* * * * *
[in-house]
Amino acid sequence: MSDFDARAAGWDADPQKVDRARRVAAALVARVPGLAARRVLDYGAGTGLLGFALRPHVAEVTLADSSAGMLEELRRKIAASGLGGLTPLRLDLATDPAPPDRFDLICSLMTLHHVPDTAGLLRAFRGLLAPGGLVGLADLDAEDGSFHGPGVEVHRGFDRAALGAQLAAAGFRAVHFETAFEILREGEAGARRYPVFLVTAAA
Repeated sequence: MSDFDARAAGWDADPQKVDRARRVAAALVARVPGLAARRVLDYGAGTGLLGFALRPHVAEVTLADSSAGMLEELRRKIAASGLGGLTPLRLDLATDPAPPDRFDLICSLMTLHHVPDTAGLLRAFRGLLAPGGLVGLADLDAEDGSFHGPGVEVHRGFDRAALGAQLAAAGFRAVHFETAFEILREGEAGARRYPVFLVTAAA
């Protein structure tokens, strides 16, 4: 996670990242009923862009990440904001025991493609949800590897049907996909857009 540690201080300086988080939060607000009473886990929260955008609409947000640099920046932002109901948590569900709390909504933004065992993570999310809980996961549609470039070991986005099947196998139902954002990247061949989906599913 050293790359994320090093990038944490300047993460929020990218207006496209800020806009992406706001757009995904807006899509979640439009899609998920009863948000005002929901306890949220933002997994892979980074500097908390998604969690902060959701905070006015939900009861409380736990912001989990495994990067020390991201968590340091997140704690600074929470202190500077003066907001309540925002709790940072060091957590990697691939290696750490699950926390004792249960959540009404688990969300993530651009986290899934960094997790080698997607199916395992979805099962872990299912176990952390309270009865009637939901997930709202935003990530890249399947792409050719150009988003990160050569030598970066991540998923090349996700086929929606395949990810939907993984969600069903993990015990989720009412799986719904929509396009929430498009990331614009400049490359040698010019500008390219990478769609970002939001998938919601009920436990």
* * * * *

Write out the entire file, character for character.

[in-house]
Amino acid sequence: MSDFDARAAGWDADPQKVDRARRVAAALVARVPGLAARRVLDYGAGTGLLGFALRPHVAEVTLADSSAGMLEELRRKIAASGLGGLTPLRLDLATDPAPPDRFDLICSLMTLHHVPDTAGLLRAFRGLLAPGGLVGLADLDAEDGSFHGPGVEVHRGFDRAALGAQLAAAGFRAVHFETAFEILREGEAGARRYPVFLVTAAA
Repeated sequence: MSDFDARAAGWDADPQKVDRARRVAAALVARVPGLAARRVLDYGAGTGLLGFALRPHVAEVTLADSSAGMLEELRRKIAASGLGGLTPLRLDLATDPAPPDRFDLICSLMTLHHVPDTAGLLRAFRGLLAPGGLVGLADLDAEDGSFHGPGVEVHRGFDRAALGAQLAAAGFRAVHFETAFEILREGEAGARRYPVFLVTAAA
């Protein structure tokens, strides 16, 4: 996670990242009923862009990440904001025991493609949800590897049907996909857009 540690201080300086988080939060607000009473886990929260955008609409947000640099920046932002109901948590569900709390909504933004065992993570999310809980996961549609470039070991986005099947196998139902954002990247061949989906599913 050293790359994320090093990038944490300047993460929020990218207006496209800020806009992406706001757009995904807006899509979640439009899609998920009863948000005002929901306890949220933002997994892979980074500097908390998604969690902060959701905070006015939900009861409380736990912001989990495994990067020390991201968590340091997140704690600074929470202190500077003066907001309540925002709790940072060091957590990697691939290696750490699950926390004792249960959540009404688990969300993530651009986290899934960094997790080698997607199916395992979805099962872990299912176990952390309270009865009637939901997930709202935003990530890249399947792409050719150009988003990160050569030598970066991540998923090349996700086929929606395949990810939907993984969600069903993990015990989720009412799986719904929509396009929430498009990331614009400049490359040698010019500008390219990478769609970002939001998938919601009920436990």